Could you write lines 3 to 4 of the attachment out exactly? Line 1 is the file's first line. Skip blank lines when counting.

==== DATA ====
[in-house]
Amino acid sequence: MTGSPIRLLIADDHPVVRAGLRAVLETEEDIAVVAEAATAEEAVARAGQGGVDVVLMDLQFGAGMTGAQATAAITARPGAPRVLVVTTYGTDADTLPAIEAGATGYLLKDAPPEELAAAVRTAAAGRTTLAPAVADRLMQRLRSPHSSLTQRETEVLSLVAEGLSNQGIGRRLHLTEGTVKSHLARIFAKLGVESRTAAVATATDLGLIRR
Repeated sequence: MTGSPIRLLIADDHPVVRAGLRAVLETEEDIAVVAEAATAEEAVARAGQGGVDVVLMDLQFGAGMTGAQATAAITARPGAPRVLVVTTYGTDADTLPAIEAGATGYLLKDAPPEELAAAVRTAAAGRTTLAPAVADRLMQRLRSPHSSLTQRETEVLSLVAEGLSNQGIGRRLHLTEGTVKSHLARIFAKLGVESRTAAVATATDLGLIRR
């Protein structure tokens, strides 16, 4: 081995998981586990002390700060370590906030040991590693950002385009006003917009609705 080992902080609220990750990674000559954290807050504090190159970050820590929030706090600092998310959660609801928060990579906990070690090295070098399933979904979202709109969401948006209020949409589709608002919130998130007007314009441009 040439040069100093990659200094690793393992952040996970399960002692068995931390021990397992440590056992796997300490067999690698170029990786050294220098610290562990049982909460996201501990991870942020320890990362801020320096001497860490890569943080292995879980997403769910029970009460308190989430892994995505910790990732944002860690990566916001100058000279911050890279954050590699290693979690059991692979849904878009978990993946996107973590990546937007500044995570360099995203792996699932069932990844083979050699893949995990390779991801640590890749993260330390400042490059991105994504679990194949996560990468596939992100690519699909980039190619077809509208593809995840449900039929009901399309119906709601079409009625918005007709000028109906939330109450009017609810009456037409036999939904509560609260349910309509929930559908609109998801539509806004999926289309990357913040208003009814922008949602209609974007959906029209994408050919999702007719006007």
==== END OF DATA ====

Repeated sequence: MTGSPIRLLIADDHPVVRAGLRAVLETEEDIAVVAEAATAEEAVARAGQGGVDVVLMDLQFGAGMTGAQATAAITARPGAPRVLVVTTYGTDADTLPAIEAGATGYLLKDAPPEELAAAVRTAAAGRTTLAPAVADRLMQRLRSPHSSLTQRETEVLSLVAEGLSNQGIGRRLHLTEGTVKSHLARIFAKLGVESRTAAVATATDLGLIRR
């Protein structure tokens, strides 16, 4: 081995998981586990002390700060370590906030040991590693950002385009006003917009609705 080992902080609220990750990674000559954290807050504090190159970050820590929030706090600092998310959660609801928060990579906990070690090295070098399933979904979202709109969401948006209020949409589709608002919130998130007007314009441009 040439040069100093990659200094690793393992952040996970399960002692068995931390021990397992440590056992796997300490067999690698170029990786050294220098610290562990049982909460996201501990991870942020320890990362801020320096001497860490890569943080292995879980997403769910029970009460308190989430892994995505910790990732944002860690990566916001100058000279911050890279954050590699290693979690059991692979849904878009978990993946996107973590990546937007500044995570360099995203792996699932069932990844083979050699893949995990390779991801640590890749993260330390400042490059991105994504679990194949996560990468596939992100690519699909980039190619077809509208593809995840449900039929009901399309119906709601079409009625918005007709000028109906939330109450009017609810009456037409036999939904509560609260349910309509929930559908609109998801539509806004999926289309990357913040208003009814922008949602209609974007959906029209994408050919999702007719006007």